ROCK inhibitors

ROCK inhibitors decrease actin-myosin contraction, relaxing the trabecular meshwork, and have 3 main mechanisms of action: improved conventional outflow, decreased episcleral venous pressure, and decreased aqueous production.²⁴⁻²⁵ The Phase III ROCKET-1 and ROCKET-2 trials reported that once- and twice-daily administration of netarsudil were noninferior to timolol in significantly reducing IOP from baseline at all time points in the study groups with a maximum baseline IOP of <25 mm Hg.²⁶ Likewise, ROCKET-4 showed noninferiority at all time points between netarsudil and timolol in a population with a wider IOP inclusion range of >20-< 30 mm Hg.²⁷ The authors concluded that netarsudil lowers IOP irrespective of baseline pressure, unlike timolol where the degree of pressure lowering is greater with a higher baseline. Safety data were similar across these studies; conjunctival hyperemia and hemorrhage were reported significantly more in the netarsudil-treated groups (47.9%–53.2%) versus timolol (8.2%–10.8%). Conjunctival hemorrhage was generally due to small petechiae and self-resolved. Corneal verticillata were seen in the netarsudil groups (5.4%–24.5%) with an onset at 6–13 weeks. Visual acuity was not affected, and a long-term follow-up report is planned.

Combination netarsudil-latanoprost was shown to be statistically superior to the individual components in 2 Phase III trials.²⁸ Mean diurnal IOPs at 2 weeks for the combination, netarsudil-only, and latanoprost-only groups were 15.3 mm Hg, 18.1 mm Hg, and 17.5 mm Hg, respectively, versus baseline mean diurnal IOPs of 23.6 mm Hg, 23.6 mm Hg, and 23.5 mm Hg, respectively. These between-group differences were maintained at 6 and 12 weeks (P<0.0001 at all time points). A ≥40% reduction in IOP was found in 30.9% of the combination group versus 5.9% with netarsudil and 8.5% with latanoprost. Conjunctival hyperemia and corneal verticillata were seen in the netarsudil-treated groups at a greater frequency than the latanoprost group.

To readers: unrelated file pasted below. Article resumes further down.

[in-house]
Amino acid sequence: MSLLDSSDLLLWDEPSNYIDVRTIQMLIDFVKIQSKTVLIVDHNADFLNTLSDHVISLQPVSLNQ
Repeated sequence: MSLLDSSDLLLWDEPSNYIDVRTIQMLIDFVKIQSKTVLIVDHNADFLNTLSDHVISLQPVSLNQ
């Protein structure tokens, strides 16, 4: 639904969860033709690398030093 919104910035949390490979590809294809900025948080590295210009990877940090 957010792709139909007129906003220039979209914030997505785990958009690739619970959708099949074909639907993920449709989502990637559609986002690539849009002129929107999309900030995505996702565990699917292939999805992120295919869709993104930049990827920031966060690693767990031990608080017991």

Current laser therapies can be used in several ways to treat glaucoma. The therapeutic applications for the 3 discussed here include targeting the trabecular meshwork to increase aqueous outflow, ablating the ciliary processes to reduce production of aqueous humour, and performing laser peripheral iridotomy to prevent pupillary block.

Laser trabeculoplasty

Selective laser trabeculoplasty (SLT) is currently the most widely used laser therapy for open-angle glaucoma (OAG), and has superseded argon laser trabeculoplasty (ALT).²⁹⁻³¹ SLT is effective in reducing IOP by ≥20% below baseline in 40%–85% of eyes at 2 years.³² The IOPlowering effect of SLT is similar to medical treatment, thus it can reduce or delay the need for antiglaucoma medication use, improving patient convenience, adherence, comfort, and appearance. It is, therefore, increasingly used earlier in the glaucoma treatment algorithm, prior to maximal medical management and even as firstline therapy. A large-scale prospective study (LiGHT) examining SLT as initial treatment found that 75% of patients were drop-free at 3 years.³³ The economics of SLT are also favourable when compared to medical therapy as primary treatment for OAG. Allowing for repetition of SLT every 2 years, 6-year cost savings versus monotherapy and triple-drug therapy were calculated to be $206.45 and $2992.67 per patient, respectively, in our Canadian healthcare system.³⁴